Workforce Development for a Strong Economy
We must create more housing located in high opportunity areas so workers can live in the cities in which they work. Ample housing statewide will enable workers to pay less of their income on housing costs and allow Washington business and government sectors to recruit competitive workers. Due to the high cost of housing many low wage workers are forced to live far from their jobs. This results in high transportation costs, time away from families, and increased carbon emissions.
The need for housing coincides with the need to create energy efficient homes and provides good paying jobs. We should prioritize building materials that are manufactured in Washington in accordance with strong environmental standards.
We need a large, professionalized, and skilled construction workforce, and no other training or education model has the same potential to build that workforce. To grow apprenticeship utilization across the state we can develop tax incentives, provide grants and procurement in the manufacturing and maintenance sectors.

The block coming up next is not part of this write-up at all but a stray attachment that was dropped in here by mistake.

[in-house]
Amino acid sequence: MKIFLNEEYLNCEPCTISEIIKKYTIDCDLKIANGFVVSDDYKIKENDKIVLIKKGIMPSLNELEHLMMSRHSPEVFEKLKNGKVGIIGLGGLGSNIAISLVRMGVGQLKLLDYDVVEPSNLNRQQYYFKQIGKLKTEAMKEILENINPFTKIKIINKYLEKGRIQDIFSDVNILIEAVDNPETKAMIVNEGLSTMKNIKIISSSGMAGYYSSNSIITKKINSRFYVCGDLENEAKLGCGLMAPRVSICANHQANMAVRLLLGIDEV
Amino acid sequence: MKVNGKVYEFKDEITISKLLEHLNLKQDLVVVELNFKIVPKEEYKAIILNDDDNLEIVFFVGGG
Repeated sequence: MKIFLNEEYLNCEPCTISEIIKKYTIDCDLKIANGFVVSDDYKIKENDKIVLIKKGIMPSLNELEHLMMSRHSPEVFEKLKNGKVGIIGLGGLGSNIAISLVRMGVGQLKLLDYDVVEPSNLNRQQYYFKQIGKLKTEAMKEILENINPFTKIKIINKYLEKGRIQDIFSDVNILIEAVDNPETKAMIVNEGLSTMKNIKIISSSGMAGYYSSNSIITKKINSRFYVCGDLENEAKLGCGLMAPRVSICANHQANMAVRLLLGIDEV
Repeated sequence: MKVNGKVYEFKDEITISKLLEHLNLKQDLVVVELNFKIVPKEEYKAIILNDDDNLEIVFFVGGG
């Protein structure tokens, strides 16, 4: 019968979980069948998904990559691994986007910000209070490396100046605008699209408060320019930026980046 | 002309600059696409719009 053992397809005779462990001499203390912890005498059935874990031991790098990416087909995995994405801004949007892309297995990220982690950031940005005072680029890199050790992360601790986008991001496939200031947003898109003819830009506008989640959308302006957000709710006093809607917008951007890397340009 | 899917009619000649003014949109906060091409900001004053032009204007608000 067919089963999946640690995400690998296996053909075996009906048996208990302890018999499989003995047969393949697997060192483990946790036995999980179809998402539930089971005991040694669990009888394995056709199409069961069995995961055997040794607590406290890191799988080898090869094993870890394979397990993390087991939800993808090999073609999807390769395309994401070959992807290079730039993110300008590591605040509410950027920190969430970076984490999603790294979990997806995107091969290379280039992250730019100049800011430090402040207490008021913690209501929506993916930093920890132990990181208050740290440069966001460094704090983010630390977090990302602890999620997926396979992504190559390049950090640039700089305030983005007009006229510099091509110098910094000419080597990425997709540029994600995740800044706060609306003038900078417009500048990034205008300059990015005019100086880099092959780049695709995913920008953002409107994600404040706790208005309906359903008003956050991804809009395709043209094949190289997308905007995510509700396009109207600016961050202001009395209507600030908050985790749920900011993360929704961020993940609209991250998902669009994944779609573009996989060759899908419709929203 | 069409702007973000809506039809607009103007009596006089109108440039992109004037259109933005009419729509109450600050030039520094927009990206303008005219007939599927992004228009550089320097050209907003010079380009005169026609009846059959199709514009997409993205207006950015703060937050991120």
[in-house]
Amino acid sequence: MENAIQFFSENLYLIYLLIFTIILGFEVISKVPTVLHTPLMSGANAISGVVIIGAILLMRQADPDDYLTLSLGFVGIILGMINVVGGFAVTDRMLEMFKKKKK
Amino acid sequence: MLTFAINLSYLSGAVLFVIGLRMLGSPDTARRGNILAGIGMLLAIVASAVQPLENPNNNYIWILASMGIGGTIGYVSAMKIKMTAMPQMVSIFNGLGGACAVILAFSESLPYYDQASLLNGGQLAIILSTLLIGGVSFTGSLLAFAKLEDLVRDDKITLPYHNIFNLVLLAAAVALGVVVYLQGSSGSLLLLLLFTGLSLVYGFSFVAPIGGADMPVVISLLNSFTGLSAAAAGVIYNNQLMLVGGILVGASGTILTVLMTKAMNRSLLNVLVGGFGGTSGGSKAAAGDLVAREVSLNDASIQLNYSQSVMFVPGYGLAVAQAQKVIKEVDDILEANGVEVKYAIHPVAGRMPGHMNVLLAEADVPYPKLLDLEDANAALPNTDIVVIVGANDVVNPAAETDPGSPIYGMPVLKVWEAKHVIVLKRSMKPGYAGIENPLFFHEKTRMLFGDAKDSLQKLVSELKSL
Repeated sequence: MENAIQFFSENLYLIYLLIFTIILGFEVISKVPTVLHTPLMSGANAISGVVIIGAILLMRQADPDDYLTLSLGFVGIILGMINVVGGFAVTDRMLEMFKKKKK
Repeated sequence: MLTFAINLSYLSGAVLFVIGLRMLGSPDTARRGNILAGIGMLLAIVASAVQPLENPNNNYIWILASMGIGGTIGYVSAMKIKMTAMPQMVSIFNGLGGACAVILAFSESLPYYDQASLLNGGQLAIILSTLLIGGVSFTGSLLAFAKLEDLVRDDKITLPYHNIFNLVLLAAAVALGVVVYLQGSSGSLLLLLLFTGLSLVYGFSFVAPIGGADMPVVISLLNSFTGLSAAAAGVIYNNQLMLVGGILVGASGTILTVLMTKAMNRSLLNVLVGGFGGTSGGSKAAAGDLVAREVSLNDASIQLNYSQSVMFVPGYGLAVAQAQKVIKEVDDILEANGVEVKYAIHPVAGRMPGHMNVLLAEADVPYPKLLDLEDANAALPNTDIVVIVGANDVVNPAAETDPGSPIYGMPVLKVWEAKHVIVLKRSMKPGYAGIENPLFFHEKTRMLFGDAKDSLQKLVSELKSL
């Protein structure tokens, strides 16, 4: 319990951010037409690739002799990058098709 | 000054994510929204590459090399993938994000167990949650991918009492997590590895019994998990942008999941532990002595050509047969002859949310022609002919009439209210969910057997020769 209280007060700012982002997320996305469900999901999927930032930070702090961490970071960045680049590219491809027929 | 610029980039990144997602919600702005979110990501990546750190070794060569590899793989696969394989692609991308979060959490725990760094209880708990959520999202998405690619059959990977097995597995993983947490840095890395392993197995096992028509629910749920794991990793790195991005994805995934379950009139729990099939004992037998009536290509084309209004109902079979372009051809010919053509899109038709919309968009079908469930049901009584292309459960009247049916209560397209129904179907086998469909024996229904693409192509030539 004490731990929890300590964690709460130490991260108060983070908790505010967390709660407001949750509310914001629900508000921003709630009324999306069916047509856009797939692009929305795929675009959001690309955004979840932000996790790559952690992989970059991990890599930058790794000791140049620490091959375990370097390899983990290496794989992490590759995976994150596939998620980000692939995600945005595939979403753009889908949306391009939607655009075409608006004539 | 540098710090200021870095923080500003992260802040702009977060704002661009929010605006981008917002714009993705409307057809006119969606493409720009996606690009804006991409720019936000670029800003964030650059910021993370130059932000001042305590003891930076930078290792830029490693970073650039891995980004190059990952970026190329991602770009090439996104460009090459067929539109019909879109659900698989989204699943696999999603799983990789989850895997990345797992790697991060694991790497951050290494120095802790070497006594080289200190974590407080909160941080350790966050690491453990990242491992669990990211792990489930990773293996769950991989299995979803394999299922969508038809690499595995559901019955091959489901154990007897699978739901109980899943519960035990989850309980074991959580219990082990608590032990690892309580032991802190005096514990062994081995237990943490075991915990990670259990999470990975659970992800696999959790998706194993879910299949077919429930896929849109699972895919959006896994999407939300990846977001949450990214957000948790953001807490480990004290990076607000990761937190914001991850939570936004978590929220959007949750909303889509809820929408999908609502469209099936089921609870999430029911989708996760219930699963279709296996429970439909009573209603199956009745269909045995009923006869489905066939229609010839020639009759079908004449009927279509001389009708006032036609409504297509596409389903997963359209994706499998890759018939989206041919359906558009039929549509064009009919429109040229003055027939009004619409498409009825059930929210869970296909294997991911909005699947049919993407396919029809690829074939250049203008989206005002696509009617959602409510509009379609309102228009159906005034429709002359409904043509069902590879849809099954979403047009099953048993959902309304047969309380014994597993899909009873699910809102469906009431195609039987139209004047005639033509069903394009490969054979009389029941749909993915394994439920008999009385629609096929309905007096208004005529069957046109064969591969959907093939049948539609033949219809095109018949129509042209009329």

We should retrofit the mission and programs of the state community and technical colleges to emphasize their role as a direct route to high-paying careers and trade apprenticeships. Technological change requires additional training for the next generation of the manufacturing workforce, but we should keep that training low-cost, practical, and responsive to the opportunities that are going to arise in the next decades. Our CTCs should reflect that. Washington should continue to support the manufacturing sector through targeted investments in clean energy and biotechnology.